What We Think
One of the hot new features in DVD players is something you don't really see. I'm talking about that HDMI connector lurking on the back panel. With its ability to carry both high-definition video and multichannel audio on one cable, the High Definition Multimedia Interface can greatly simplify home theater hookup. But there's more to HDMI than convenience. Since the signals it carries are digital, an HDMI link between a DVD player and a digital TV allows the purest flow of video from disc to screen, skipping a cycle of digital-to-analog-to-digital conversion that can degrade image quality.
What's more, each of the three players tested here employs special processing that "upscales" regular 480i DVD video to an HDTV signal format (720p or 1080i) and uses the HDMI connector to send it to your HDTV. The goal, of course, is to get the best possible picture quality - an image that, while not as detailed as true HDTV, is as smooth and clear as DVD can be. So does upscaling plus HDMI equal a better picture? At least with these players, it largely depends on how well your HDTV converts analog component video to digital. If your set does this well and has good upscaling, you probably won't see much difference between a player's component and HDMI outputs. That was my experience with the high-end DLP front projector I used. On TVs with less than perfect processing, though, you might see a cleaner image using HDMI, just as our TV reviewers sometimes report.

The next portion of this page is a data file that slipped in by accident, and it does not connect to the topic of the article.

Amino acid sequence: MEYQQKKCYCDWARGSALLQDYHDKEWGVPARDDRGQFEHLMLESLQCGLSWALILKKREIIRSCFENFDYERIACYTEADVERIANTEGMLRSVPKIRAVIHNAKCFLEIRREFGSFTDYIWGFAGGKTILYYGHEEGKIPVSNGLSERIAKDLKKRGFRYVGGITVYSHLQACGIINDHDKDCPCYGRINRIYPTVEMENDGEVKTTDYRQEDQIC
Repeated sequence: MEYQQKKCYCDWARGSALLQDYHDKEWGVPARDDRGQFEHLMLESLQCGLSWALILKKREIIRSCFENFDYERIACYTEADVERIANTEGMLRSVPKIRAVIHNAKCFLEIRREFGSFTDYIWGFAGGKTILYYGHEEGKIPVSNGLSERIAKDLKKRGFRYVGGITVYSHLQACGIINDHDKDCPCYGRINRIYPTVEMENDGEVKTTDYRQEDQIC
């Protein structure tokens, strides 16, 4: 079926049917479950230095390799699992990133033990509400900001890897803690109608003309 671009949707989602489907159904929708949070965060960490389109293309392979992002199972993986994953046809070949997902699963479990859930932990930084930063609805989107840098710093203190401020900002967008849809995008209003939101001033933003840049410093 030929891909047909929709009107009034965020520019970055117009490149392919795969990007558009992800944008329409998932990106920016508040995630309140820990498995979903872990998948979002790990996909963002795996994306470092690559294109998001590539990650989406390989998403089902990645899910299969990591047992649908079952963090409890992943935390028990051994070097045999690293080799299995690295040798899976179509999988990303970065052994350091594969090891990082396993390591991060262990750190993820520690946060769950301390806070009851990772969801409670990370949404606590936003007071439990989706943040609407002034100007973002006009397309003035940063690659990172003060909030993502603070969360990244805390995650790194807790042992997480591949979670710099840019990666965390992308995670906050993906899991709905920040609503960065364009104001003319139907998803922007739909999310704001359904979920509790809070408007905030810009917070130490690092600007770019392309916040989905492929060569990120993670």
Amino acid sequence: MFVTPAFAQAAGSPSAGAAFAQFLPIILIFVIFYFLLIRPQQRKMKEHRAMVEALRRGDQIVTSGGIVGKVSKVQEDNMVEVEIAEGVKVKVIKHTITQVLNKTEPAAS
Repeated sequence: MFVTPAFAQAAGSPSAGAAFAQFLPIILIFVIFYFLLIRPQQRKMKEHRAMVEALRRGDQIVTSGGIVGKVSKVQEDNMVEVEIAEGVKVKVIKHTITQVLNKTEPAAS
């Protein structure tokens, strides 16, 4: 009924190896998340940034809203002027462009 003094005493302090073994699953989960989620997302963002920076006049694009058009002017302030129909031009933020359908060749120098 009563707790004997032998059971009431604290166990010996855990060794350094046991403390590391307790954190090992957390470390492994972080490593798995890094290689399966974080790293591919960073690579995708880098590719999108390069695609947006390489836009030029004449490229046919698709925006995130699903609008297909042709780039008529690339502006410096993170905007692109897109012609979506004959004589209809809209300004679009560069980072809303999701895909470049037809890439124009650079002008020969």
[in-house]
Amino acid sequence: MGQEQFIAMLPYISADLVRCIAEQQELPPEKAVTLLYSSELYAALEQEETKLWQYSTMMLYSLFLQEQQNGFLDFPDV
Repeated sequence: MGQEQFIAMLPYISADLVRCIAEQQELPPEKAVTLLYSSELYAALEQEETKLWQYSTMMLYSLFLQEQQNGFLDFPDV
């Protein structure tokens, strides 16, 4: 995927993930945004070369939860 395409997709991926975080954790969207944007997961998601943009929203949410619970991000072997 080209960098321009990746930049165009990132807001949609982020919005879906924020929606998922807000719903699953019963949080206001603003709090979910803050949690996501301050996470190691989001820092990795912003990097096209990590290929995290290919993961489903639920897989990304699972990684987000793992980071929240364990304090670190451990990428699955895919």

It turns out, though, that the determining factor in picture quality was how these players handled the initial conversion from 480i to progressive-scan 480p, which occurs before upscaling to an HDTV format and affects images carried by both the component-video and HDMI outputs. As you'll see, some players definitely do this better than others.
Full lab results on these DVD players.
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